21. 21. Quick Check  Variable/Fixed Costs <ul><li>Which of the following costs would be variable with respect to the number of cones sold at a Baskins & Robbins shop? (There may be more than one correct answer.) </li></ul><ul><ul><li>A. The cost of lighting the store. </li></ul></ul><ul><ul><li>B. The wages of the store manager. </li></ul></ul><ul><ul><li>C. The cost of ice cream. </li></ul></ul><ul><ul><li>D. The cost of napkins for customers. </li></ul></ul>
  22. 22. Quick Check  Variable/Fixed Costs <ul><li>Which of the following costs would be variable with respect to the number of people who buy a ticket for a show at a movie theater? (There may be more than one correct answer.) </li></ul><ul><ul><li>A. The cost of renting the film. </li></ul></ul><ul><ul><li>B. Royalties on ticket sales. </li></ul></ul><ul><ul><li>C. Wage and salary costs of theater employees. </li></ul></ul><ul><ul><li>D. The cost of cleaning up after the show. </li></ul></ul>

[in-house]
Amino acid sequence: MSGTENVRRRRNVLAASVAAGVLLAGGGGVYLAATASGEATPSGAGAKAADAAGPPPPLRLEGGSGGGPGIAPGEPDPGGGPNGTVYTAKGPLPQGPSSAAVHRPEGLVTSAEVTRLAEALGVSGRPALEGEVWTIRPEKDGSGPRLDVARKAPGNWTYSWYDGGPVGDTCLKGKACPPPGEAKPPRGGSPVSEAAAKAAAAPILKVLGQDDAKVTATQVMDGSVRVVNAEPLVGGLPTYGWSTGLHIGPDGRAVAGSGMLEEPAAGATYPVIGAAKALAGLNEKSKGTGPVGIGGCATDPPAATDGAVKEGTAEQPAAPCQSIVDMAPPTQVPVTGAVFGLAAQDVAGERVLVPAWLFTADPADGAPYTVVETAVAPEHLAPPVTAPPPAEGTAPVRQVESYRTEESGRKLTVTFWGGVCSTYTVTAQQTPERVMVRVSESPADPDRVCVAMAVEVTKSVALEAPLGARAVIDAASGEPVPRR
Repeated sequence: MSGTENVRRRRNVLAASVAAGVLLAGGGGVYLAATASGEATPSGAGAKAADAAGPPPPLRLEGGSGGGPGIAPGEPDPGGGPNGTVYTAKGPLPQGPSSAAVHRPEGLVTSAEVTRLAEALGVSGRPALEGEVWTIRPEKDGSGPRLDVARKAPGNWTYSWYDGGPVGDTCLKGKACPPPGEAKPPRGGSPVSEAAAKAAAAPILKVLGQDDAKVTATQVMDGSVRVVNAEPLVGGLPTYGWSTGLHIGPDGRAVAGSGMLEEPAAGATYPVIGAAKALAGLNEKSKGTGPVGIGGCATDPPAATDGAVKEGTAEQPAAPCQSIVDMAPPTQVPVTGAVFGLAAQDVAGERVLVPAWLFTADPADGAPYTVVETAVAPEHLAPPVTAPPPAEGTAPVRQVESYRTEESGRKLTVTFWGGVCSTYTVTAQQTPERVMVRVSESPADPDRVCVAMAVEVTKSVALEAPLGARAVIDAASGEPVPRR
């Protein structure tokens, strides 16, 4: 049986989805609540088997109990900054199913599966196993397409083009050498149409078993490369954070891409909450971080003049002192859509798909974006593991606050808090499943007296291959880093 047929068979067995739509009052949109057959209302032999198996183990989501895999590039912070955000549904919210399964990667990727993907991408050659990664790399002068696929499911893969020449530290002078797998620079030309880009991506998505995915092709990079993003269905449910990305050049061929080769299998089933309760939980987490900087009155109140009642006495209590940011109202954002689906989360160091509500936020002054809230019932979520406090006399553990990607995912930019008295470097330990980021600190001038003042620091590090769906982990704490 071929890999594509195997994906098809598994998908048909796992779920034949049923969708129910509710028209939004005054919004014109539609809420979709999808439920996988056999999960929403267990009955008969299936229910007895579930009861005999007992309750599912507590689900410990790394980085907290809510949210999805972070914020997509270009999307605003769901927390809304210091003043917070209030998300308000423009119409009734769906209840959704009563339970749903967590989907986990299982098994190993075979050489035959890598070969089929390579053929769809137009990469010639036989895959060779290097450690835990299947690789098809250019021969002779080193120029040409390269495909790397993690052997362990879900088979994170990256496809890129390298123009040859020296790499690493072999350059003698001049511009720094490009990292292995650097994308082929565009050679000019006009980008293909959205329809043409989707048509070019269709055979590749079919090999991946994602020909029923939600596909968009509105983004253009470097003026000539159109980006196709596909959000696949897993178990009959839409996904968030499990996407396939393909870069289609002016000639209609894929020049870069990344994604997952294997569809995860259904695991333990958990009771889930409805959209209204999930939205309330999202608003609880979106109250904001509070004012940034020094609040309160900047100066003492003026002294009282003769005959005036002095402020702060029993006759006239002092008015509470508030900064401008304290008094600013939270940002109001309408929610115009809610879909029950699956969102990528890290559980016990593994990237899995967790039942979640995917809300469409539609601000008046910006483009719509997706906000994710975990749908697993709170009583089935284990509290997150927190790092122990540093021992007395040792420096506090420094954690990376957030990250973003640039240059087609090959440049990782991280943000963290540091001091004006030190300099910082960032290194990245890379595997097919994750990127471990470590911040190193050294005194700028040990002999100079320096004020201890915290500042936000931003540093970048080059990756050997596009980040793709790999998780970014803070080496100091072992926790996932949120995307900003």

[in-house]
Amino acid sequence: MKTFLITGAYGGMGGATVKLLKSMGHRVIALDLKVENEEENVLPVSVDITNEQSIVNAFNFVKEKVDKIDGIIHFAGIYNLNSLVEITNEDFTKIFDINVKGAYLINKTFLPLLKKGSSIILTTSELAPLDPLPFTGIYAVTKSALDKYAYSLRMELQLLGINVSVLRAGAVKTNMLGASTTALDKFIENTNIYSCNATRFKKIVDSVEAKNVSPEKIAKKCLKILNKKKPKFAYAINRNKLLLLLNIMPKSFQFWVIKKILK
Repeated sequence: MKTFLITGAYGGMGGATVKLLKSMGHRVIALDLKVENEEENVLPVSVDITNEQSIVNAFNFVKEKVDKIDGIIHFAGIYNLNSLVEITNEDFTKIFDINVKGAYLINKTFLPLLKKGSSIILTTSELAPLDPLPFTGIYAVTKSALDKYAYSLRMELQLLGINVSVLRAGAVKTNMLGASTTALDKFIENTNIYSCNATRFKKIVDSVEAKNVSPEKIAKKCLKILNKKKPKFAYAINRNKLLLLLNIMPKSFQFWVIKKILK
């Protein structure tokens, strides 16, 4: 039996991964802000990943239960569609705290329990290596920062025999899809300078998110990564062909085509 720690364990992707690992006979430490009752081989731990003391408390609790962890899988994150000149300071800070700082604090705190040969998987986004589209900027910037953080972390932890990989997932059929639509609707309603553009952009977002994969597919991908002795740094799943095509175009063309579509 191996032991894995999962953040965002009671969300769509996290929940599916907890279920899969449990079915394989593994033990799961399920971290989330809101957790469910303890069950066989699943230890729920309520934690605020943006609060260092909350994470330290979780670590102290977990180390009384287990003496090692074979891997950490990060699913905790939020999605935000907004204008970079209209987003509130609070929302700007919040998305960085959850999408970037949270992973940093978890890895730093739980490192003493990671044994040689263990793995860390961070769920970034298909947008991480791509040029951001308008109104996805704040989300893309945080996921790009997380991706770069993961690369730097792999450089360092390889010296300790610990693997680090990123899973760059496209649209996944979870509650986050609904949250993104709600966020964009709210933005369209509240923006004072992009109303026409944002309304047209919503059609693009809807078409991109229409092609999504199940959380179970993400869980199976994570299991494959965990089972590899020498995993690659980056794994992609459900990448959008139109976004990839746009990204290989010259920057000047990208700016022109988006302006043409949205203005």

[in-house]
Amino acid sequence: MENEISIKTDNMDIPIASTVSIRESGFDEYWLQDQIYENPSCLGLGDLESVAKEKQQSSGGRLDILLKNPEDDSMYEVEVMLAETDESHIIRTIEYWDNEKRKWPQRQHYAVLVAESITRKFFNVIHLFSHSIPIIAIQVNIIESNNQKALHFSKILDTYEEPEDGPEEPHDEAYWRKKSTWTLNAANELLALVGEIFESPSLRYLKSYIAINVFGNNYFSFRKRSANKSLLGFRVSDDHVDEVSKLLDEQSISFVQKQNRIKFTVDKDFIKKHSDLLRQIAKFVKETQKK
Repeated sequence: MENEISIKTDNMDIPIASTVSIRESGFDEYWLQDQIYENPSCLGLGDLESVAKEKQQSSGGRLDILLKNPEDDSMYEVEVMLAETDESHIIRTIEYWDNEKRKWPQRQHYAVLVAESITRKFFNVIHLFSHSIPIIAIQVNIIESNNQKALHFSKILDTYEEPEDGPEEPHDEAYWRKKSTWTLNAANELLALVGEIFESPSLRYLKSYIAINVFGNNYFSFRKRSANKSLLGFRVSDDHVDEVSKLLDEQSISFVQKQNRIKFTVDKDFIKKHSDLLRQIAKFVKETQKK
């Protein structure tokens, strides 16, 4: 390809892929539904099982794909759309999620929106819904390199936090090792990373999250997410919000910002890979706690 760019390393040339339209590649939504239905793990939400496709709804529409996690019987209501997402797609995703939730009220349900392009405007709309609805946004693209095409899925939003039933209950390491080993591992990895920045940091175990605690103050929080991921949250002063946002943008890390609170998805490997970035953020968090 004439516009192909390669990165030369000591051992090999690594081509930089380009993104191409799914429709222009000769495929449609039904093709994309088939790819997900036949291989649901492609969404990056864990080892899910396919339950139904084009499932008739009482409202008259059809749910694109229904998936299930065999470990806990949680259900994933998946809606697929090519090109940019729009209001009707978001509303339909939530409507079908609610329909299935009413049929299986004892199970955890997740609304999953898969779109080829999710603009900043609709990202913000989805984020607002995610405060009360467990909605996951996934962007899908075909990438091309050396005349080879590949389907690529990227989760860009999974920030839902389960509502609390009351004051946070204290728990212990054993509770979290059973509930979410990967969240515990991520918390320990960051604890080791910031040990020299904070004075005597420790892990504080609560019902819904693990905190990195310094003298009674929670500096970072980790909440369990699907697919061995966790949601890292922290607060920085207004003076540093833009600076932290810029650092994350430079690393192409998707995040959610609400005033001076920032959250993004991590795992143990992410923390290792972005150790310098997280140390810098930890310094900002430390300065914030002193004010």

23. 23. Quick Check  Variable/Fixed Costs <ul><li>Which of the following costs would be variable with respect to the number of people who buy a ticket for a show at a movie theater? (There may be more than one correct answer.) </li></ul><ul><ul><li>A. The cost of renting the film. </li></ul></ul><ul><ul><li>B. Royalties on ticket sales. </li></ul></ul><ul><ul><li>C. Wage and salary costs of theater employees. </li></ul></ul><ul><ul><li>D. The cost of cleaning up after the show. </li></ul></ul>The royalties on ticket sales is directly related to the number of tickets sold. The cost of cleaning up MAY also be variable if the theater pays cleaning crews by the hour. The more tickets sold would increase the time it would take to clean up the theater.